Alan Jacobs on How to Think

Jacobs’ new book, How to Think, is great. This is great:

I’d bet a large pile of cash money that thousands of people read Adrian Chen’s profile of Megan Phelps-Roper and said, to others or to themselves, “Ah, a wonderful account of what happens when a person stops believing what she’s told and learns to think for herself.” But here’s the really interesting and important thing: that’s not at all what happened. Megan Phelps-Roper didn’t start “thinking for herself”—she started thinking with different people. To think independently of other human beings is impossible, and if it were possible it would be undesirable. Thinking is necessarily, thoroughly, and wonderfully social. Everything you think is a response to what someone else has thought and said. Not to mention, when people commend someone for “thinking for herself” they usually mean “ceasing to sound like people I dislike and starting to sound more like people I approve of.”

This is a point worth dwelling on. How often do we say “she really thinks for herself” when someone rejects views that we hold? No: when someone departs from what we believe to be the True Path our tendency is to look for bad influences. She’s fallen under the spell of so-and-so. She’s been reading too much X or listening to too much Y or watching too much Z. Similarly, people in my line of work always say that we want to promote “critical thinking”—but really we want our students to think critically only about what they’ve learned at home and in church, not about what they learn from us.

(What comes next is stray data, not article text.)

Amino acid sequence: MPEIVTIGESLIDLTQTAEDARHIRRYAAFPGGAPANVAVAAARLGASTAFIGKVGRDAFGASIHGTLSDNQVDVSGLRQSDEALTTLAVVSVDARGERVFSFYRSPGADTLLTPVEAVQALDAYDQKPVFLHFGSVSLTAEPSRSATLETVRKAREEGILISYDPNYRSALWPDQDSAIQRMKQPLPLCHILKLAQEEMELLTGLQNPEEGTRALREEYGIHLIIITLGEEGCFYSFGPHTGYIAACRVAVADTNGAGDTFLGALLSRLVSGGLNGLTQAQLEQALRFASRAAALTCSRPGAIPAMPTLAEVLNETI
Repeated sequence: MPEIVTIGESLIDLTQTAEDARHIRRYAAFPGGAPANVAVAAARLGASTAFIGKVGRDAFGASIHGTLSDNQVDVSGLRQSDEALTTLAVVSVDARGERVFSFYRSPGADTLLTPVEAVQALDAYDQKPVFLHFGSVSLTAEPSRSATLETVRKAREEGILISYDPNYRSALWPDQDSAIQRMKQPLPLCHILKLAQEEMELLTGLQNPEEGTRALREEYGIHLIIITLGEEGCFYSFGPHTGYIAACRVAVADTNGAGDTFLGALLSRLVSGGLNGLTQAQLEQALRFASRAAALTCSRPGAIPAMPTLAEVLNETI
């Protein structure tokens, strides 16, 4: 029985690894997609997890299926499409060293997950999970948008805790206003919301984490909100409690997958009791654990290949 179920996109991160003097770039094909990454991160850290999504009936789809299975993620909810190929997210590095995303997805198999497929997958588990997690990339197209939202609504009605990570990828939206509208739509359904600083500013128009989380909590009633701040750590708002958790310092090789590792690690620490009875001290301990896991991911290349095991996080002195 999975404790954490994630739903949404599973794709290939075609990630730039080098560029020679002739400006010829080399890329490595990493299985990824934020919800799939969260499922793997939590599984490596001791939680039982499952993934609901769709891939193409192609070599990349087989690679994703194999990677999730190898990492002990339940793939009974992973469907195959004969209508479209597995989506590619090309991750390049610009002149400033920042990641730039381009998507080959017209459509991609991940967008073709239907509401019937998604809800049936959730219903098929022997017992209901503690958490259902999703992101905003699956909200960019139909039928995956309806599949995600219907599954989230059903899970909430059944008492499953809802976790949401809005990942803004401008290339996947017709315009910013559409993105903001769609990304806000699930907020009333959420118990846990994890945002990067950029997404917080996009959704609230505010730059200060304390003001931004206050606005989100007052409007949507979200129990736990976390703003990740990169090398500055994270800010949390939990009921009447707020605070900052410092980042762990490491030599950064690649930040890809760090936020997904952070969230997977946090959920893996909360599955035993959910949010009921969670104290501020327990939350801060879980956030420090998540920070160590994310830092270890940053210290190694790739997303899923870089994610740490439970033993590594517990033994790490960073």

When we believe something to be true, we tend also to see the very process of arriving at it as clear and objective, and therefore the kind of thing we can achieve on our own; when we hold that a given notion is false, we ascribe belief in it to some unfortunate wrong turning, usually taken because an inquirer was led astray, like Hansel and Gretel being tempted into the oven by a wicked witch. And yet even the briefest reflection would demonstrate to us that nothing of the sort is the case: there is no connection between independence and correctness, or social thinking and wrongness.

Buy the book. You should.

Author: Mark Ward

PhD in NT; theological writer for Faithlife; former high school Bible textbook author for BJU Press; husband; father; ultimate frisbee player; member of the body of Christ.

2 thoughts on “Alan Jacobs on How to Think”

  1. Reminds me of the definition of “scholar” I was given by one of my profs, Charles Smith, I think. “A scholar is someone who agrees with me.” example, “As the great scholar so and so says…”

    Maranatha!
    Don Johnson
    Jer 33.3

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